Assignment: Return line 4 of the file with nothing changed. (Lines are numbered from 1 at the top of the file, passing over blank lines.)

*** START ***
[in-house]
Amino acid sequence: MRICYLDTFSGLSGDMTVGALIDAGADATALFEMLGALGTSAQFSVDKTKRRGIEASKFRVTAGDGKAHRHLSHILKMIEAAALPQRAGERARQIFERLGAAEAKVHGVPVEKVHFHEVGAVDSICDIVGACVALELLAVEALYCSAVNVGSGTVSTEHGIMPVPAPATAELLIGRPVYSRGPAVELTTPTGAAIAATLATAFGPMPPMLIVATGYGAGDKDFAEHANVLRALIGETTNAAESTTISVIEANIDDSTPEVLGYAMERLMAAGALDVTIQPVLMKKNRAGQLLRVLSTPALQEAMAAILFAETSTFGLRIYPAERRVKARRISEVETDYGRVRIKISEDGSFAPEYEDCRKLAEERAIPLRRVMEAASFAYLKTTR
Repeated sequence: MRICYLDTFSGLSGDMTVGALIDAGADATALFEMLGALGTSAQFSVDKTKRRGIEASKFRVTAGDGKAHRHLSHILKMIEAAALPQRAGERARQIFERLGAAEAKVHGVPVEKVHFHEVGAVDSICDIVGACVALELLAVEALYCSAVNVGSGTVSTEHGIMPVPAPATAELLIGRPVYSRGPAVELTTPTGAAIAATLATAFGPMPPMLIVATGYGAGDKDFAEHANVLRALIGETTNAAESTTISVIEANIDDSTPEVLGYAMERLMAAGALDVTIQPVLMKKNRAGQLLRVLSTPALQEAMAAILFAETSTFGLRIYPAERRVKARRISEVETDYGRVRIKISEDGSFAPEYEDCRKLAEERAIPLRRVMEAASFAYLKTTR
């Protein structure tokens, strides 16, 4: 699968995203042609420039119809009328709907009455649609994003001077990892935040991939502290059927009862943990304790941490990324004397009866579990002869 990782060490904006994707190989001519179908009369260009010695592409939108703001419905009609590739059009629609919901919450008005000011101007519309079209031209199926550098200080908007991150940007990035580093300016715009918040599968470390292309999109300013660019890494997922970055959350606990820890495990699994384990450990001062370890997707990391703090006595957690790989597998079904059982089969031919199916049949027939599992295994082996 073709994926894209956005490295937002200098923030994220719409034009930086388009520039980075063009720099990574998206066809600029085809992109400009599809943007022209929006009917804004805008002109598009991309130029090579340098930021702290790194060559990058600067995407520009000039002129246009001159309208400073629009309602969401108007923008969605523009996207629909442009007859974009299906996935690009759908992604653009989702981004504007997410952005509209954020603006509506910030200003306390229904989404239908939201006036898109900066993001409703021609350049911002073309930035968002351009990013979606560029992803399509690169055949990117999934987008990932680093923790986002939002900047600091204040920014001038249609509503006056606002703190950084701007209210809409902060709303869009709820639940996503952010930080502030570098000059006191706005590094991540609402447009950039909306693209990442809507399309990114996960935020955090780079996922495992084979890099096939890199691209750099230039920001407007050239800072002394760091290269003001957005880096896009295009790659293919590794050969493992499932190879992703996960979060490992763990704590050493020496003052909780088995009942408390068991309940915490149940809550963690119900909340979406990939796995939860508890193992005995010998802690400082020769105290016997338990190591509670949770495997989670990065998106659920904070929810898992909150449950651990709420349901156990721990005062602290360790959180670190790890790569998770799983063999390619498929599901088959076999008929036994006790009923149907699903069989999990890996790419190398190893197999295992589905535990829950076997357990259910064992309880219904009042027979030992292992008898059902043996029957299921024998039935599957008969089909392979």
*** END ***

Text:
């Protein structure tokens, strides 16, 4: 699968995203042609420039119809009328709907009455649609994003001077990892935040991939502290059927009862943990304790941490990324004397009866579990002869 990782060490904006994707190989001519179908009369260009010695592409939108703001419905009609590739059009629609919901919450008005000011101007519309079209031209199926550098200080908007991150940007990035580093300016715009918040599968470390292309999109300013660019890494997922970055959350606990820890495990699994384990450990001062370890997707990391703090006595957690790989597998079904059982089969031919199916049949027939599992295994082996 073709994926894209956005490295937002200098923030994220719409034009930086388009520039980075063009720099990574998206066809600029085809992109400009599809943007022209929006009917804004805008002109598009991309130029090579340098930021702290790194060559990058600067995407520009000039002129246009001159309208400073629009309602969401108007923008969605523009996207629909442009007859974009299906996935690009759908992604653009989702981004504007997410952005509209954020603006509506910030200003306390229904989404239908939201006036898109900066993001409703021609350049911002073309930035968002351009990013979606560029992803399509690169055949990117999934987008990932680093923790986002939002900047600091204040920014001038249609509503006056606002703190950084701007209210809409902060709303869009709820639940996503952010930080502030570098000059006191706005590094991540609402447009950039909306693209990442809507399309990114996960935020955090780079996922495992084979890099096939890199691209750099230039920001407007050239800072002394760091290269003001957005880096896009295009790659293919590794050969493992499932190879992703996960979060490992763990704590050493020496003052909780088995009942408390068991309940915490149940809550963690119900909340979406990939796995939860508890193992005995010998802690400082020769105290016997338990190591509670949770495997989670990065998106659920904070929810898992909150449950651990709420349901156990721990005062602290360790959180670190790890790569998770799983063999390619498929599901088959076999008929036994006790009923149907699903069989999990890996790419190398190893197999295992589905535990829950076997357990259910064992309880219904009042027979030992292992008898059902043996029957299921024998039935599957008969089909392979």